Having the potential to collect massive amounts of data from a variety of sources is the latest tool for trend spotting, predictive modeling, forecasting, parsing information and more. Information is power and Big Data promises to provide substantial, significant data that can be used, by all ecosystems; business, communications, social media, entertainment, medicine, government, and others.
Still, Big Data is yet to be fully vetted. It is still very much an ongoing phenomenon with a rather doddling pace. That is not for lack of trying. Simply put, developing Big Data platforms is daunting. As well, there is still a bit of a lack of talent, i.e. data architects and analysts.
As well, there are a number of approaches to how Big Data can be analyzed. Hadoop, an open source distributed data processing framework, is perhaps the most visible, but other big players with a stake in it include, HP, Microsoft, and IBM. Smaller, more niche players include Infobright, Kognitio, ParAccel, and Teradata.
However, the fact that this is an emerging platform with little consistency among analysis packages opens it up to any number of security vulnerabilities.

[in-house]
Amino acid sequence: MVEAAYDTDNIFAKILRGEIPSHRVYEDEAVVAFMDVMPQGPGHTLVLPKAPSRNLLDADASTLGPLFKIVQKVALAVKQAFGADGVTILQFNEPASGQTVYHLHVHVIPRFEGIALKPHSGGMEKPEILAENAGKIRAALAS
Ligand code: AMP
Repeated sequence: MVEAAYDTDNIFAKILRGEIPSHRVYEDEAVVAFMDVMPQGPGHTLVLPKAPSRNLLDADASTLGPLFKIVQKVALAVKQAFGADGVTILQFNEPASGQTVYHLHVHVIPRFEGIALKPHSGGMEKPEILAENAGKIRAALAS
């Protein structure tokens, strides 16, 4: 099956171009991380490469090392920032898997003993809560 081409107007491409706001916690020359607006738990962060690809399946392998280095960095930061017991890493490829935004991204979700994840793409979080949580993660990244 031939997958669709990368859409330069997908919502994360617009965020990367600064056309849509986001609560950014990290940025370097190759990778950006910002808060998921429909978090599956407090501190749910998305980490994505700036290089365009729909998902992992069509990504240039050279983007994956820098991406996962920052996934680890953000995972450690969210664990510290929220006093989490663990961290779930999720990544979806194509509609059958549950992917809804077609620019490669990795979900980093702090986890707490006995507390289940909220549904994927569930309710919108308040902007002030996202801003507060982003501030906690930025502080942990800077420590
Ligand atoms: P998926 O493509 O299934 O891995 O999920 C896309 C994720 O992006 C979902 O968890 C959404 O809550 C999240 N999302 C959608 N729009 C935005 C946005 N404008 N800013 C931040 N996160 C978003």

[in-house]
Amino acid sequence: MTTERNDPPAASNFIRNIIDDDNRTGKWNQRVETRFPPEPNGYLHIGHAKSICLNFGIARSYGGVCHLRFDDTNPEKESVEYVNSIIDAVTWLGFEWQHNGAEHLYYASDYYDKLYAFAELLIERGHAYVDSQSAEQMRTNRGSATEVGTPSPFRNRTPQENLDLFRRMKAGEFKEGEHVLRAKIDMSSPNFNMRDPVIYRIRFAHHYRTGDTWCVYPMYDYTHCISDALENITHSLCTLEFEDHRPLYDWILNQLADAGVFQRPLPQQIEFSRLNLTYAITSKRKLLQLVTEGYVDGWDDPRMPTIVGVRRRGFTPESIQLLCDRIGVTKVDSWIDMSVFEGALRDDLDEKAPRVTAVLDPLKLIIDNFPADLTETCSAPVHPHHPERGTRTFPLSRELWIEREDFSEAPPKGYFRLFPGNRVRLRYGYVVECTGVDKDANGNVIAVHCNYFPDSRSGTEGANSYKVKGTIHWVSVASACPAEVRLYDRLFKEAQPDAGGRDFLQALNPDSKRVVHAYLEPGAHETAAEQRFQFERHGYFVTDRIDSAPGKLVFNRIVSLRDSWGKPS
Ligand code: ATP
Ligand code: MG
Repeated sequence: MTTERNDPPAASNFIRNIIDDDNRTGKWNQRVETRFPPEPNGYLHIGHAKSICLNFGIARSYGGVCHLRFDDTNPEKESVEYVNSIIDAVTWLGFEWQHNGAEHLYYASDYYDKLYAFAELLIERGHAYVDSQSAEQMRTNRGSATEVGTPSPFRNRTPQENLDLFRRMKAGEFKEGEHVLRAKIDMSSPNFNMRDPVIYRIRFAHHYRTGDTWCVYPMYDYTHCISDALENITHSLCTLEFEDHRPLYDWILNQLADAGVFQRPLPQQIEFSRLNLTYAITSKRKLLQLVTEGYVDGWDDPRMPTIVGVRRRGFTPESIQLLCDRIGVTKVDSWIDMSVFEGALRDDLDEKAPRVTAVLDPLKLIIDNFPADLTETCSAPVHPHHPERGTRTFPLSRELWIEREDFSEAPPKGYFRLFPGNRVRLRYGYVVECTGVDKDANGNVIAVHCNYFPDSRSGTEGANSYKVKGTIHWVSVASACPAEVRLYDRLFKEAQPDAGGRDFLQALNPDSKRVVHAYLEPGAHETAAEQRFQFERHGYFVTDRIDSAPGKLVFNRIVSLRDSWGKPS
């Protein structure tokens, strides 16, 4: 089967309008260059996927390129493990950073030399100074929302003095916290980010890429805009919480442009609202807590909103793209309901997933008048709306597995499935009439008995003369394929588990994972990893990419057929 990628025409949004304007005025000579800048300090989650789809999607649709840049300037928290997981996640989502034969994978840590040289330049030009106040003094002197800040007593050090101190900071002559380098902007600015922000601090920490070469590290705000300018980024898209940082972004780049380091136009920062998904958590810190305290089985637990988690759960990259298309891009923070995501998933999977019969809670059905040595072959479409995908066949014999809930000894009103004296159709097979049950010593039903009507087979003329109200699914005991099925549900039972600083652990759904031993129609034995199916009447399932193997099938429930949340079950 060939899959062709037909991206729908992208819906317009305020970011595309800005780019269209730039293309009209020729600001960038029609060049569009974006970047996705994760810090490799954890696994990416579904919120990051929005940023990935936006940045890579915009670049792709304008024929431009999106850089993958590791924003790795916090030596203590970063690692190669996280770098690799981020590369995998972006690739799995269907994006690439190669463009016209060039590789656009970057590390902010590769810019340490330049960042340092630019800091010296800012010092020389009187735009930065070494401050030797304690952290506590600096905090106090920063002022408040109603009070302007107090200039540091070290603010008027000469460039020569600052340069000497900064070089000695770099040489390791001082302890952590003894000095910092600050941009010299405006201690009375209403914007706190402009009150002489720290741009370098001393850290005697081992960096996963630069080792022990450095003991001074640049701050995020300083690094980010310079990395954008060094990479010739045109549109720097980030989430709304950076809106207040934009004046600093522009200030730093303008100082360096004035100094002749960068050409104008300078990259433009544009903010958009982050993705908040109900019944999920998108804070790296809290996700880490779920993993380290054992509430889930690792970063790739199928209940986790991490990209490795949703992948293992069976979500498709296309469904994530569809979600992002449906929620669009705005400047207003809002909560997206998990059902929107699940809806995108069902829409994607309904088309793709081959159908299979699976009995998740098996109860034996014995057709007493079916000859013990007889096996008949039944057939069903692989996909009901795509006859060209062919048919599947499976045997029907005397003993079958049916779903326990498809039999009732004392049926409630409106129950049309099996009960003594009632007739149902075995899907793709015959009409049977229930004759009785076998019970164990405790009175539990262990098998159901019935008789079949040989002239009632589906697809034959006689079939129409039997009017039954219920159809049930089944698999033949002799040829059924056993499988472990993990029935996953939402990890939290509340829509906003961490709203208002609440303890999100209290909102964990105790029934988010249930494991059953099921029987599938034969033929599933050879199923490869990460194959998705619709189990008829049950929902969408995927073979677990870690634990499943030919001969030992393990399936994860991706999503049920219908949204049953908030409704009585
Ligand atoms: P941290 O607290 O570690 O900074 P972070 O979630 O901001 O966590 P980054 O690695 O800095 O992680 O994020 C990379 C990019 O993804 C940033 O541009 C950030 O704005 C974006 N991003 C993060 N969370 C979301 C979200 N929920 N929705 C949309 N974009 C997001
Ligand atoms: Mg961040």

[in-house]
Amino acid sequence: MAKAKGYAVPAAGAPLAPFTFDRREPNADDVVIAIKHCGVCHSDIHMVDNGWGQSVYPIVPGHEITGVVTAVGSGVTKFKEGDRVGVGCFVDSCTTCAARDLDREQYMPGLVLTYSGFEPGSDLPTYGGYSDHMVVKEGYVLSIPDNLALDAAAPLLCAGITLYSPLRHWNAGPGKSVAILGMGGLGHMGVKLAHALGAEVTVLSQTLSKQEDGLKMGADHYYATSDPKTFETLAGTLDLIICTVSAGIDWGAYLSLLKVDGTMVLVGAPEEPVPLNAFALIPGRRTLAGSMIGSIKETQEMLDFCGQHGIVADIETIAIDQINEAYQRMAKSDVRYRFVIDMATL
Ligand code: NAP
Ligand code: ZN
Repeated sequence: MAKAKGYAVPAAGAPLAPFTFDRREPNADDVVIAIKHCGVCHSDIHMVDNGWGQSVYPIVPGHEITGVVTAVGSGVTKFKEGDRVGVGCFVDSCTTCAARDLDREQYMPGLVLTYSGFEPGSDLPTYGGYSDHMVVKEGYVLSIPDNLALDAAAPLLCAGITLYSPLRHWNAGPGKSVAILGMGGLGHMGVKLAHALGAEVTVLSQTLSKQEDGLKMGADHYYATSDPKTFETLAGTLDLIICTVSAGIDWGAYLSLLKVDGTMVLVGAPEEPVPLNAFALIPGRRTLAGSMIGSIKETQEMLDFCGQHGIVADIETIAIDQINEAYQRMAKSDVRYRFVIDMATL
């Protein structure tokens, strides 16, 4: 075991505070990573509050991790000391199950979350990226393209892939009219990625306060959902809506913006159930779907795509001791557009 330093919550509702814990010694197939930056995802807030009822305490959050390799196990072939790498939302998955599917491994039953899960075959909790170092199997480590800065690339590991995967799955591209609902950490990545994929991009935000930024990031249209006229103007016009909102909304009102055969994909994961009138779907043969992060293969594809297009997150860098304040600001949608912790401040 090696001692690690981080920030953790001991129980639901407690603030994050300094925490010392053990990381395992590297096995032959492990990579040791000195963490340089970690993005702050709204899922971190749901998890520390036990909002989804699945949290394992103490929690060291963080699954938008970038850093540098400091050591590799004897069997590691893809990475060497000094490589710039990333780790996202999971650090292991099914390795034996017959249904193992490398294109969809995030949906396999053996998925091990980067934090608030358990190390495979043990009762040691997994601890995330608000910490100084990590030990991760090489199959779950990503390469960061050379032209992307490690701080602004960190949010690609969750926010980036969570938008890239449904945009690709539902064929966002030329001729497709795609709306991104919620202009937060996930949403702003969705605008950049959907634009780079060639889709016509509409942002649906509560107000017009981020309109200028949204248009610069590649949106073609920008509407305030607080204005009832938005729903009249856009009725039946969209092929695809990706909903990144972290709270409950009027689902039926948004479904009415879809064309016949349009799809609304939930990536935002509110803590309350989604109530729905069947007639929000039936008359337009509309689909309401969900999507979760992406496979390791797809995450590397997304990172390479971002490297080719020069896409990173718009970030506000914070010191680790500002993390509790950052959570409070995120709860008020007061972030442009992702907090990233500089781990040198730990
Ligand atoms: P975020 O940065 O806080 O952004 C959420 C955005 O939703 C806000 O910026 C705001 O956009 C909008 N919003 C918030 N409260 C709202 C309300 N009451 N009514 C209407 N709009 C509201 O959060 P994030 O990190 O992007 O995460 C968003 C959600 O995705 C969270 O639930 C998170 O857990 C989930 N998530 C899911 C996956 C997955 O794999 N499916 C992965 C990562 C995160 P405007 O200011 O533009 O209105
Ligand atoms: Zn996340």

Today, data can be processed wherever resources are available. That can be locally (the edge), the cloud, or the fog, and, of course, the core. Larger platforms, such as the cloud create a diverse setting that supports, and enables, a massively parallel computation environment. This means that there is a burgeoning opportunity for exploits, with plenty of attack surfaces available. Such an environment makes it extremely difficult to implement and maintain security, consistently, across such a highly distributed cluster of heterogeneous platforms.
One of the underlying issues is that there are some fundamental architectural security obstacles that are inherent to Big Data. While they are not specific to the Big Data platform, they are inherent to any Big Data project. Why? Because the only effective way to process large volumes of data is to use a distributed computing architecture. And, most distributed mathematical models being applied use an environment made up of simple programming models, and open framework architectures.
In trying to add security to the Big Data environment, one problem is that security capabilities need to scale with the data. That is a real challenge for “bolt-on” security platforms because most cannot scale sufficiently. Some can scale to address the control points, but the clusters used in Big Data analysis remain largely unprotected. This is a relatively complex discussion that will be covered in future articles.
Another challenge is that such data is fluid. There are, likely, multiple copies of data active simultaneously and much of it being be shared. That makes it difficult to know, precisely, where any given data may be at any given time within massive computing environments. Big Data is often replicated at multiple locations and stratified across multiple systems for analysis.